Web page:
As Founder and CEO of MaxxMarka, Inc. Youssef oversees the company that specializes in automotive lubricants and equipment. You’ll find MaxxMarka products across the United States, as well as in Africa, Dubai, Kuwait, Saudi Arabia, Australia, New Zealand, Canada, and Mexico. And she’s not done. “We’re still working. We’re equipment only in some markets. Now we’ve got to work on the additives,” she smiles with confidence and determination.
How did she become the only woman leading an automotive aftermarket manufacturer? Blame it all on a car that was a lemon.
“It was a lemon. It was in the shop for three months. I was looking at my car and asked what’s all this fluid that’s dripping? It was everywhere. I asked the mechanics how they lived like that. ‘How do you work in this kind of environment?’” Her curiosity got the better of her and she started researching how automotive waste material, like lubricants and fluids that needed to be drained from cars, was disposed of.
“I found a machine that’s made in Japan. I actually ordered one and disassembled it just to see how it looked. It wasn’t a fit for the U.S. market. So we redesigned it to make it bigger, better, better capacity, more efficient. And we took it from there. I filed the patents on it.”
That was the first of six patents she holds, and the first piece of what was then a side job. Working with her then-husband while she continued to work full-time in banking, where she was a successful regional manager in Southern California.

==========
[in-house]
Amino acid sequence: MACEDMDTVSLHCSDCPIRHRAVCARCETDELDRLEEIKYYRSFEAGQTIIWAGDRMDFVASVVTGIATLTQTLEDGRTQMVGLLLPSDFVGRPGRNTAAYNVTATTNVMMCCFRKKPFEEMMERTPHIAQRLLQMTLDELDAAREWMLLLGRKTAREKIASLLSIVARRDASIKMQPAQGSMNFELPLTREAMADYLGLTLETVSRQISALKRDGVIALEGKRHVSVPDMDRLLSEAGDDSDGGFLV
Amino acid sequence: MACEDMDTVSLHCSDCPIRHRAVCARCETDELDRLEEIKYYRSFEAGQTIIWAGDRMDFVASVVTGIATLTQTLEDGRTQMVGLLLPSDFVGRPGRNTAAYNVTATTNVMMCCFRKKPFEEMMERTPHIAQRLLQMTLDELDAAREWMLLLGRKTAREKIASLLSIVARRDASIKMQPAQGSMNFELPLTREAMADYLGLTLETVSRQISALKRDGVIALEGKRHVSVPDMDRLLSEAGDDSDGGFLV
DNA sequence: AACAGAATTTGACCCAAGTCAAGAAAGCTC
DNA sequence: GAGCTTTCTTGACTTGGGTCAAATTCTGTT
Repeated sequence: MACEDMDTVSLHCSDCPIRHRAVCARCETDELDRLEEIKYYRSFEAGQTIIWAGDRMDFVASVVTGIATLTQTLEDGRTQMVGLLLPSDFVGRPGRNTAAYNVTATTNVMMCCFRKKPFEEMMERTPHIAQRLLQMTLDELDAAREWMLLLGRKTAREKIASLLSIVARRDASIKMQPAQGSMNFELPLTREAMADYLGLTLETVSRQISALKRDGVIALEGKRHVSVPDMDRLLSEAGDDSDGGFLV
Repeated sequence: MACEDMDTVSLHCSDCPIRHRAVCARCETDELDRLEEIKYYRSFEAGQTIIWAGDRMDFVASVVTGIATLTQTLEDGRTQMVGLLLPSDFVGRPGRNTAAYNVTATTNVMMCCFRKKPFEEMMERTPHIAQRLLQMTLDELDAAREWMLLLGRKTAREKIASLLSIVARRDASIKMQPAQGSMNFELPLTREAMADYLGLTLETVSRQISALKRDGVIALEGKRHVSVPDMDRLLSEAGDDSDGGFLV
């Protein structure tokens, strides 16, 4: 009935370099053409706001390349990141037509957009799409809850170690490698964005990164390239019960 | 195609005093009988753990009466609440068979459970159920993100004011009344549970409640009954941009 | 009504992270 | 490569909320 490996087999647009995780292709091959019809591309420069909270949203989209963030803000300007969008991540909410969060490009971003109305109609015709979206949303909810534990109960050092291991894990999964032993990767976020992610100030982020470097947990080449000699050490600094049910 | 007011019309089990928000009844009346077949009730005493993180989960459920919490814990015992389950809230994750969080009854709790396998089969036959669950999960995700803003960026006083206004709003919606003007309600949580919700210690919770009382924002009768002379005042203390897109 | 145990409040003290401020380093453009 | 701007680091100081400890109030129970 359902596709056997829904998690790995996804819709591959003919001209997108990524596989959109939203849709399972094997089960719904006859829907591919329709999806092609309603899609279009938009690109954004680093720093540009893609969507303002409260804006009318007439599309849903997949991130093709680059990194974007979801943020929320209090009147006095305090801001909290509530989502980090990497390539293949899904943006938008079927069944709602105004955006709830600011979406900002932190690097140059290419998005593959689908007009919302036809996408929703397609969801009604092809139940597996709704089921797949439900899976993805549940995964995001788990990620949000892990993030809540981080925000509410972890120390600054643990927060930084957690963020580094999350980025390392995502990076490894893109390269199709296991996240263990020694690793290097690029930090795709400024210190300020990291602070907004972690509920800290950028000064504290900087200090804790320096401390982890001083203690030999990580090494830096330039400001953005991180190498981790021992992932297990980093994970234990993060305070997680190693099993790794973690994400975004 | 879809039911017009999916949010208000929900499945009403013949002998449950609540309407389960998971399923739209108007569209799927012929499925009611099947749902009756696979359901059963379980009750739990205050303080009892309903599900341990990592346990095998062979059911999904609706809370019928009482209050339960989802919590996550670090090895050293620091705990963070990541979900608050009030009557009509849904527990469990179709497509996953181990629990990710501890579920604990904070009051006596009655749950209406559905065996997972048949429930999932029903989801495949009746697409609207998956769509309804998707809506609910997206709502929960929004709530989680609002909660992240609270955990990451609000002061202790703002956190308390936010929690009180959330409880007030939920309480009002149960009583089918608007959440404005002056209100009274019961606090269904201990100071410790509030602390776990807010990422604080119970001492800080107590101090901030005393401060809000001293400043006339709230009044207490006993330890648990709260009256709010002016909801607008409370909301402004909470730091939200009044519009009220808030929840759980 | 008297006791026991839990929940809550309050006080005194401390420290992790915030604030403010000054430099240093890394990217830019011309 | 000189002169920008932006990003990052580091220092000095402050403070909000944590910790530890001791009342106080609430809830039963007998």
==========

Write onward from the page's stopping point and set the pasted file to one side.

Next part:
She never had an interest in cars. That is until her curiosity got the better of her as she watched that lemon of a car drip all over the mechanics. “I knew there was a better way to do it.”
Once she had the equipment, she started knocking on doors. She grew the business from the ground up, seeing the market potential and finding a way to meet it. “We were strictly equipment, nothing more. But I didn’t want to be stuck to one product where you sell a one-time sale versus a residual. So I expanded the company from equipment to car care additives.”
And she didn’t take no for an answer. “I have a never quit attitude. Persistence is key. You have to be persistent. Determination, persistence and definitely execution. If you have determination, you can be persistent. If you don’t execute on it, you’re never going to be successful. And that’s the key for success.”